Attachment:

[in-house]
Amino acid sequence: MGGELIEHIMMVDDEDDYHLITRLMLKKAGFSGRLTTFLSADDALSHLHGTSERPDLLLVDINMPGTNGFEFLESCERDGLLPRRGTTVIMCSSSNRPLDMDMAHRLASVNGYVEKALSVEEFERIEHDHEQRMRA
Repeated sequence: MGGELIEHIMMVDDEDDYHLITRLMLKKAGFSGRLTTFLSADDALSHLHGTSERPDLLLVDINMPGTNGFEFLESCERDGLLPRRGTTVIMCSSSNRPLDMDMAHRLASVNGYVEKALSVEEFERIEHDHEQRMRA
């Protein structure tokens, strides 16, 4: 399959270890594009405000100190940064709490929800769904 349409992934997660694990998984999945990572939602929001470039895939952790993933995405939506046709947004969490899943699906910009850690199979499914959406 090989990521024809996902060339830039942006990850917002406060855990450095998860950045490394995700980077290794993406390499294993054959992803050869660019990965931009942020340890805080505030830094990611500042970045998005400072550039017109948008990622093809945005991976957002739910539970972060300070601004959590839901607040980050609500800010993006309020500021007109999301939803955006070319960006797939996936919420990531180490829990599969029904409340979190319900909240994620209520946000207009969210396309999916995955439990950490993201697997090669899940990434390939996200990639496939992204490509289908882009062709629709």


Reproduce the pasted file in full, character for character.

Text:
[in-house]
Amino acid sequence: MGGELIEHIMMVDDEDDYHLITRLMLKKAGFSGRLTTFLSADDALSHLHGTSERPDLLLVDINMPGTNGFEFLESCERDGLLPRRGTTVIMCSSSNRPLDMDMAHRLASVNGYVEKALSVEEFERIEHDHEQRMRA
Repeated sequence: MGGELIEHIMMVDDEDDYHLITRLMLKKAGFSGRLTTFLSADDALSHLHGTSERPDLLLVDINMPGTNGFEFLESCERDGLLPRRGTTVIMCSSSNRPLDMDMAHRLASVNGYVEKALSVEEFERIEHDHEQRMRA
């Protein structure tokens, strides 16, 4: 399959270890594009405000100190940064709490929800769904 349409992934997660694990998984999945990572939602929001470039895939952790993933995405939506046709947004969490899943699906910009850690199979499914959406 090989990521024809996902060339830039942006990850917002406060855990450095998860950045490394995700980077290794993406390499294993054959992803050869660019990965931009942020340890805080505030830094990611500042970045998005400072550039017109948008990622093809945005991976957002739910539970972060300070601004959590839901607040980050609500800010993006309020500021007109999301939803955006070319960006797939996936919420990531180490829990599969029904409340979190319900909240994620209520946000207009969210396309999916995955439990950490993201697997090669899940990434390939996200990639496939992204490509289908882009062709629709």